“People who are connected to their passion can be spotted from a mile away. They unleash their energy to make our clients win,” said Mark Shearer, Executive Vice President and President of Global SMB Solutions at Pitney Bowes.

Undeterred by her trials, Tonya’s passion and vitality for life can be spotted from countries away—as is evidenced by her global following—thanks to her courage to share.

Find a group of like-minded individuals

For almost six years, Tonya was in denial of her disease and just kept living life. She didn’t even want her husband discussing it. In her attempt to hide something as life-altering as a progressive disease, she began to experience depression, hopelessness, and agitation. It wasn’t until Tonya and her husband moved to a new city and began meeting with professionals in the medical community that she decided to tell her loved ones that she had Parkinson’s. They instantly supported her to consider Deep Brain Surgery (DBS).

Tonya’s breaking point was when she was in the airport on her way to celebrate her 40th birthday in Puerto Rico. Her husband had to wheelchair her to the gate because her toes started to cramp and her feet began to turn in at a 90-degree angle—symptoms of Parkinson’s. “It was humiliating, and I had been praying to God about brain surgery,” she said. On a Sunday, toward the end of her trip, she received a call from the clinic to prepare for a DBS in the coming weeks. She knew this was the right decision and finally told her extended family and friends about what she had been dealing with, because, she admitted, “It’s kind of hard to hide brain surgery!”

Having ”strength in numbers” isn’t just a catchy idea but, rather, an incredibly truthful and meaningful concept for Tonya. If it weren’t for her group of supportive friends and family, Tonya may not have ever taken the leap toward recovery. Another supportive group that has made a positive impact on Tonya is Parkinson’s More than Motion, a community dedicated to portraying the full realities of living with Parkinson’s disease.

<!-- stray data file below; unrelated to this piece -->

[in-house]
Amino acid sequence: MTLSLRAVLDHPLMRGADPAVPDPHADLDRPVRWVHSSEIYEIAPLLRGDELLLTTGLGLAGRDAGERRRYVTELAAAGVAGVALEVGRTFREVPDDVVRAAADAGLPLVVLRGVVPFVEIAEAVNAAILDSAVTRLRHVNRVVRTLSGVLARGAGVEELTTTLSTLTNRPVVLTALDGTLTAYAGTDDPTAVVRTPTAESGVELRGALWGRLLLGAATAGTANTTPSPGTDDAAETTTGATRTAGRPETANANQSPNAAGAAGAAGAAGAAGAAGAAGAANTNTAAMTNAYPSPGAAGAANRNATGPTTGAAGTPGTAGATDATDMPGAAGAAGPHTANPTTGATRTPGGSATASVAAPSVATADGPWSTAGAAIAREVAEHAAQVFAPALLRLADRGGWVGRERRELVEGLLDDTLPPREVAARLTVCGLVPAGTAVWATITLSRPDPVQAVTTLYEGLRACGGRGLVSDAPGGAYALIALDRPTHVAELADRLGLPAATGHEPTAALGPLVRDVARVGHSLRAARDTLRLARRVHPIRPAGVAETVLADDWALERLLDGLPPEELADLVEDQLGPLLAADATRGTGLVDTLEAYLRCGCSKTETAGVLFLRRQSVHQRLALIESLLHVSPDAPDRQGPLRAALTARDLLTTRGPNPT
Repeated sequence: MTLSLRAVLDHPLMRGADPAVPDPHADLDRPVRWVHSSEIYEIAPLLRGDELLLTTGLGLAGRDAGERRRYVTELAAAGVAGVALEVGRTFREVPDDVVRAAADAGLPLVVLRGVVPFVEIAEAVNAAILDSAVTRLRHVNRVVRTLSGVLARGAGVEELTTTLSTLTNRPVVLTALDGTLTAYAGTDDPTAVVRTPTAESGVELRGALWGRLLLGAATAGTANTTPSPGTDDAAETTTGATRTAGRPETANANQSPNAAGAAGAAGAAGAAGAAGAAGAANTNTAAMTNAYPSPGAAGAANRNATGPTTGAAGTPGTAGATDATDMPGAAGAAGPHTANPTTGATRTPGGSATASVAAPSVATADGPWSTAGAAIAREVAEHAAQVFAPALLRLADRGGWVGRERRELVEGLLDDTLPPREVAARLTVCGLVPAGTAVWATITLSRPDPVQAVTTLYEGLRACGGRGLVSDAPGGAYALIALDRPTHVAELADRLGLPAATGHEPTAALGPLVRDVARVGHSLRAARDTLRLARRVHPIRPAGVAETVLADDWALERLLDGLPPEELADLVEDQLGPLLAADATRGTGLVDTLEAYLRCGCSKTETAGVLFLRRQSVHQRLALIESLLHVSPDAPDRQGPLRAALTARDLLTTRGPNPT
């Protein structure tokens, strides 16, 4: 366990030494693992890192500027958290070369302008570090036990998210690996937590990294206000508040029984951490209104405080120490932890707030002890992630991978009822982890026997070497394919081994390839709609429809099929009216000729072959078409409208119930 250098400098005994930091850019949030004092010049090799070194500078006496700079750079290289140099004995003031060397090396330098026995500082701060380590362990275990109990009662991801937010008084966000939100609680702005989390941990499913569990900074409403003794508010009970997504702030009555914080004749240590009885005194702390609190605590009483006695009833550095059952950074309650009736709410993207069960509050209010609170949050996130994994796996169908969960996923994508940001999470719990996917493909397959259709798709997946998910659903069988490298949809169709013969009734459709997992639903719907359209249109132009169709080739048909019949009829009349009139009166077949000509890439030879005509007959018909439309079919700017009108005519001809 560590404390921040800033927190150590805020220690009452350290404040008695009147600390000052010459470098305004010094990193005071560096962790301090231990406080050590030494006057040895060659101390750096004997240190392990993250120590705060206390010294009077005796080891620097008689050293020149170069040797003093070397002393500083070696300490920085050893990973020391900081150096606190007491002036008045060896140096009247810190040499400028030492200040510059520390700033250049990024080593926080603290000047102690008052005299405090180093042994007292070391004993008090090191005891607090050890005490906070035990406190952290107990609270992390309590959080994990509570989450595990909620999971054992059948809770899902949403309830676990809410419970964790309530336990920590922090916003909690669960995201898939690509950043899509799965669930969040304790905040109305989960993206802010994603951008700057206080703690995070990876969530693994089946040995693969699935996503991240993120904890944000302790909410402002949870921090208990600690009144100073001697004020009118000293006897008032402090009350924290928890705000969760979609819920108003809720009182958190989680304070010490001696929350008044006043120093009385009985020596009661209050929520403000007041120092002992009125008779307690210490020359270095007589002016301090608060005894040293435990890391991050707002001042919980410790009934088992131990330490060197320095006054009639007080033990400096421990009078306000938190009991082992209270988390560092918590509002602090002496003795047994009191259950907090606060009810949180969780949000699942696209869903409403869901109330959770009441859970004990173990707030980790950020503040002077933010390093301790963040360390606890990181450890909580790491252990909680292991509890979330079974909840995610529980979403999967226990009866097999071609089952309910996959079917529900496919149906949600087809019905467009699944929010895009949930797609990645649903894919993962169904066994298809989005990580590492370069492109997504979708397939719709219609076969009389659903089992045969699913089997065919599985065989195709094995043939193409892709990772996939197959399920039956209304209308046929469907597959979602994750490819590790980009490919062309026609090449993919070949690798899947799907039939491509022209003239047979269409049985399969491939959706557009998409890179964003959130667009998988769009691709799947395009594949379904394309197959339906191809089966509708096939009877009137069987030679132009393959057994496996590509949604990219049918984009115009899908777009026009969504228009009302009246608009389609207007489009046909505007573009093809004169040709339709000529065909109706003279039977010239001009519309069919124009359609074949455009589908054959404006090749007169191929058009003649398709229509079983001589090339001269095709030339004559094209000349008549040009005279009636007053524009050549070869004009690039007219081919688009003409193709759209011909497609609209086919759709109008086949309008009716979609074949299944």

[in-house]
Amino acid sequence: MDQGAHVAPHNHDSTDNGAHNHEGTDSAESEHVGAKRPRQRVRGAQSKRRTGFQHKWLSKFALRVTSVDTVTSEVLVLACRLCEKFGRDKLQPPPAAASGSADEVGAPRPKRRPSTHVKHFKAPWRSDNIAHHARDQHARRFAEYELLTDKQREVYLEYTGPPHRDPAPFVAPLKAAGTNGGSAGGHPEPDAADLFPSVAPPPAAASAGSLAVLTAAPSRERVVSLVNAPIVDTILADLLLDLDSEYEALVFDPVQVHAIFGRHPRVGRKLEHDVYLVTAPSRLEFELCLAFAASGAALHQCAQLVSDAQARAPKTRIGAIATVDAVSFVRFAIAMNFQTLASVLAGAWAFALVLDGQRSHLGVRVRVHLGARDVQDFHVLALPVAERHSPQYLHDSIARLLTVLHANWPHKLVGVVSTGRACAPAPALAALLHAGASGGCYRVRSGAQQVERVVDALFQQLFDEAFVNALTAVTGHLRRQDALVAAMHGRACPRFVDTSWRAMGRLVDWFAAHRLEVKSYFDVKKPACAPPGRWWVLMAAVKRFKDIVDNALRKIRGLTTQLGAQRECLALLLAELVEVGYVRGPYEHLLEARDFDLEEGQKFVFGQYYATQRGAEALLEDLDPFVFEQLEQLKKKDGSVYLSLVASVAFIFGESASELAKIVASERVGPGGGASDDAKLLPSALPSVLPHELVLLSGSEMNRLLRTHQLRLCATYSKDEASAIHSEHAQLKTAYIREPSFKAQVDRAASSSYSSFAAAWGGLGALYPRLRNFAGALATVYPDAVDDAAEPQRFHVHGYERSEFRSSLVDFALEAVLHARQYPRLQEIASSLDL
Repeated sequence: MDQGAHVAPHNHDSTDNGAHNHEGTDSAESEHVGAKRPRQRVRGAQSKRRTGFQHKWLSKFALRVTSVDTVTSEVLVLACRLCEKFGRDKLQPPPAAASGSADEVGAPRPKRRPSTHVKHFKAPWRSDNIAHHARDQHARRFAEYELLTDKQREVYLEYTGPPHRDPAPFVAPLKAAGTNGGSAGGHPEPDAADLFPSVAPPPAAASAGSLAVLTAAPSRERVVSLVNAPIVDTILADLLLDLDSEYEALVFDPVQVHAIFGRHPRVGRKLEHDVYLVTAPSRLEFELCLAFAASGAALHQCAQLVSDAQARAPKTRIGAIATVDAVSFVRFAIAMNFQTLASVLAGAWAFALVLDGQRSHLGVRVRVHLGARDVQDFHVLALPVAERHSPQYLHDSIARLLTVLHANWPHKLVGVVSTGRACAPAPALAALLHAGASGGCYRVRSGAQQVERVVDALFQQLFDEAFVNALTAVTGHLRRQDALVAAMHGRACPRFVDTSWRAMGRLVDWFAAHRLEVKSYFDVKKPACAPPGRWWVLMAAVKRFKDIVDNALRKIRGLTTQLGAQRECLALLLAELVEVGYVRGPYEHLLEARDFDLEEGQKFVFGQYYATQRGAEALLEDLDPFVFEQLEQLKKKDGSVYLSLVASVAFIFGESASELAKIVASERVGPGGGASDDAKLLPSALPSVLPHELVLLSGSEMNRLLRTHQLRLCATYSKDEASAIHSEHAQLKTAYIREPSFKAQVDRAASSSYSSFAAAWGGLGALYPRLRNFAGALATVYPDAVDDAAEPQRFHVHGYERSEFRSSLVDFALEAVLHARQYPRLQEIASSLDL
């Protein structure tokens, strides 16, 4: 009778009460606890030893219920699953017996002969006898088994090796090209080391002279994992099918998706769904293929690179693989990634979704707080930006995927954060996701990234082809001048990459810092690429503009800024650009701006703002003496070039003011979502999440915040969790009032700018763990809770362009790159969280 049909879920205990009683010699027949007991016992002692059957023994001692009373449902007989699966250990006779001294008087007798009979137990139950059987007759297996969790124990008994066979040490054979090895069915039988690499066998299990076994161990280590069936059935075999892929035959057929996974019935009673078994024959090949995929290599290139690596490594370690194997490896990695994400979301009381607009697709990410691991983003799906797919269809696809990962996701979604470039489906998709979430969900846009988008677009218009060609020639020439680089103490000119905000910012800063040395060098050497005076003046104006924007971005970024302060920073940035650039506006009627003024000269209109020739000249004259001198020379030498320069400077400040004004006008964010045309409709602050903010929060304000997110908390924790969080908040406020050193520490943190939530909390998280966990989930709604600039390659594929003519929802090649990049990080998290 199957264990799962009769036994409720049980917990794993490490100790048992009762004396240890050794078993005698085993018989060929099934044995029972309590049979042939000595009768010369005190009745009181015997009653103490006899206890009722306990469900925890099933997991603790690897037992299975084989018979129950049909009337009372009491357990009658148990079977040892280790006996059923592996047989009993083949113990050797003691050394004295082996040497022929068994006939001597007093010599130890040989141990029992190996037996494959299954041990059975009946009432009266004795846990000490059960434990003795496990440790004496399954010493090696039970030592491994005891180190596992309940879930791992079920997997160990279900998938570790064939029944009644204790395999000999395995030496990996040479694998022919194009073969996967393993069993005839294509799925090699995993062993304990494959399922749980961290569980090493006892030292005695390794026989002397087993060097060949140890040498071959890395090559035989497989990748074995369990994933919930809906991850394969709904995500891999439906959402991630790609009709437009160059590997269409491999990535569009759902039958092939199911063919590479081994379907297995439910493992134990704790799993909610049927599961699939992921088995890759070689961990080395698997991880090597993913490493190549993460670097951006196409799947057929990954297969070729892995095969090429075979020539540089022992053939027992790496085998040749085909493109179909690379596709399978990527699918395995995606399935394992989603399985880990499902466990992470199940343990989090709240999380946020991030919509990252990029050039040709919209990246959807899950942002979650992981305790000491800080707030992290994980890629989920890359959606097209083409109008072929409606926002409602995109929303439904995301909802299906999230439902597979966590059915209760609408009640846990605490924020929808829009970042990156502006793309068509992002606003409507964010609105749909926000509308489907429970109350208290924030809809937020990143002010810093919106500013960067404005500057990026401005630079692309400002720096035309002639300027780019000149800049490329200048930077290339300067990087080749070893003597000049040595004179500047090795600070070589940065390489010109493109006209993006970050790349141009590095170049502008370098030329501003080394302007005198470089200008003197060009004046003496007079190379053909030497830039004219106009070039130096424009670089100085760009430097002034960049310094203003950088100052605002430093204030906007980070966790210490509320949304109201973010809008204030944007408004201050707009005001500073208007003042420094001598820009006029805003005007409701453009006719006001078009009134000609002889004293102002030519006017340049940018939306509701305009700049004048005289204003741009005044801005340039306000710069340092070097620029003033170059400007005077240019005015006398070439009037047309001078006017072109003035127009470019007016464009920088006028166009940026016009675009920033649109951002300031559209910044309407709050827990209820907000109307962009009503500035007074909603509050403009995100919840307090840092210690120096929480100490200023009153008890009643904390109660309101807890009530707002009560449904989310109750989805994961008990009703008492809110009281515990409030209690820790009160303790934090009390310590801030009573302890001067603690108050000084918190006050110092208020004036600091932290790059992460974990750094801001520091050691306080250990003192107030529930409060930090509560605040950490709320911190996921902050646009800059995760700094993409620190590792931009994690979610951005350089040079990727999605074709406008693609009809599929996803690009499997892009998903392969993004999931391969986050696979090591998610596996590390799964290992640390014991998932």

America’s very first First Lady, Martha Washington, had it right when she said, “I am determined to be cheerful and happy in whatever situation I may find myself. For I have learned that the greater part of our misery or unhappiness is determined not by our circumstance but by our disposition.” Happiness is a choice, passion brings purpose, and there is strength in numbers. By embracing these concepts, we really can overcome and be joyful.

tonya walker

Tonya Walker. Courtesy of The Shoe Maven.


About Author

Dianne Mineer is a writer, editor, and graphic designer with a passion for all things social. She has an extensive background in the hospitality industry which took her throughout Switzerland and Austria. She enjoys writing about healthcare, business, and anything that has to do with food. She holds her Bachelor's degree in German Literature with a minor in Communications, from Brigham Young University. She enjoys running marathons, speaking German, and golfing.